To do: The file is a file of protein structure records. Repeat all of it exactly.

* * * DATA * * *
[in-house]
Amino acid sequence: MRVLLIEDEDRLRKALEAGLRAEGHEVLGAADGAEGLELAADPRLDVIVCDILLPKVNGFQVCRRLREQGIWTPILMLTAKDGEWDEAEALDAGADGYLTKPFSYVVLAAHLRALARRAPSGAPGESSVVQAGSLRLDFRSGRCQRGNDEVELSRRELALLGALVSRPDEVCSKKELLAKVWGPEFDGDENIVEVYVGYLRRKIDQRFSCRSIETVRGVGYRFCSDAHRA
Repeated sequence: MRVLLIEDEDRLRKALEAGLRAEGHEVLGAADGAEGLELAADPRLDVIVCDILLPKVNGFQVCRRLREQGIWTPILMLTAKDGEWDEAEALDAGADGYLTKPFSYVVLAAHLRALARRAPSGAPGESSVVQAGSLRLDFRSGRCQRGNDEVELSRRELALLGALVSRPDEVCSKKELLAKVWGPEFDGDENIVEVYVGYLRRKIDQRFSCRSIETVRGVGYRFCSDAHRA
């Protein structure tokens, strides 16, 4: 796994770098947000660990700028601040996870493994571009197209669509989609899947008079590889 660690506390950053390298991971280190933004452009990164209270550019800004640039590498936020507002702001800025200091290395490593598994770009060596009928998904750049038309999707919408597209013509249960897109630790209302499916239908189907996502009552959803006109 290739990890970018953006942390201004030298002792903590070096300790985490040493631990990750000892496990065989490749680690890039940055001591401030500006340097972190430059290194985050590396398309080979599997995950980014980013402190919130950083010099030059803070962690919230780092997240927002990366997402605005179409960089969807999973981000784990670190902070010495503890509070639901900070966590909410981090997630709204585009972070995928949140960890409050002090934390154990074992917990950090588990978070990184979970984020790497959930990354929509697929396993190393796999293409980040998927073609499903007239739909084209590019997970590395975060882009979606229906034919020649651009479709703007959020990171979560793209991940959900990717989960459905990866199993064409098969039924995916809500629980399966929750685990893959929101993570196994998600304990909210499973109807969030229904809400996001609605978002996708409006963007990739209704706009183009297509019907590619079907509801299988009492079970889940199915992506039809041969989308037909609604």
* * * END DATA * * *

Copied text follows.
[in-house]
Amino acid sequence: MRVLLIEDEDRLRKALEAGLRAEGHEVLGAADGAEGLELAADPRLDVIVCDILLPKVNGFQVCRRLREQGIWTPILMLTAKDGEWDEAEALDAGADGYLTKPFSYVVLAAHLRALARRAPSGAPGESSVVQAGSLRLDFRSGRCQRGNDEVELSRRELALLGALVSRPDEVCSKKELLAKVWGPEFDGDENIVEVYVGYLRRKIDQRFSCRSIETVRGVGYRFCSDAHRA
Repeated sequence: MRVLLIEDEDRLRKALEAGLRAEGHEVLGAADGAEGLELAADPRLDVIVCDILLPKVNGFQVCRRLREQGIWTPILMLTAKDGEWDEAEALDAGADGYLTKPFSYVVLAAHLRALARRAPSGAPGESSVVQAGSLRLDFRSGRCQRGNDEVELSRRELALLGALVSRPDEVCSKKELLAKVWGPEFDGDENIVEVYVGYLRRKIDQRFSCRSIETVRGVGYRFCSDAHRA
């Protein structure tokens, strides 16, 4: 796994770098947000660990700028601040996870493994571009197209669509989609899947008079590889 660690506390950053390298991971280190933004452009990164209270550019800004640039590498936020507002702001800025200091290395490593598994770009060596009928998904750049038309999707919408597209013509249960897109630790209302499916239908189907996502009552959803006109 290739990890970018953006942390201004030298002792903590070096300790985490040493631990990750000892496990065989490749680690890039940055001591401030500006340097972190430059290194985050590396398309080979599997995950980014980013402190919130950083010099030059803070962690919230780092997240927002990366997402605005179409960089969807999973981000784990670190902070010495503890509070639901900070966590909410981090997630709204585009972070995928949140960890409050002090934390154990074992917990950090588990978070990184979970984020790497959930990354929509697929396993190393796999293409980040998927073609499903007239739909084209590019997970590395975060882009979606229906034919020649651009479709703007959020990171979560793209991940959900990717989960459905990866199993064409098969039924995916809500629980399966929750685990893959929101993570196994998600304990909210499973109807969030229904809400996001609605978002996708409006963007990739209704706009183009297509019907590619079907509801299988009492079970889940199915992506039809041969989308037909609604």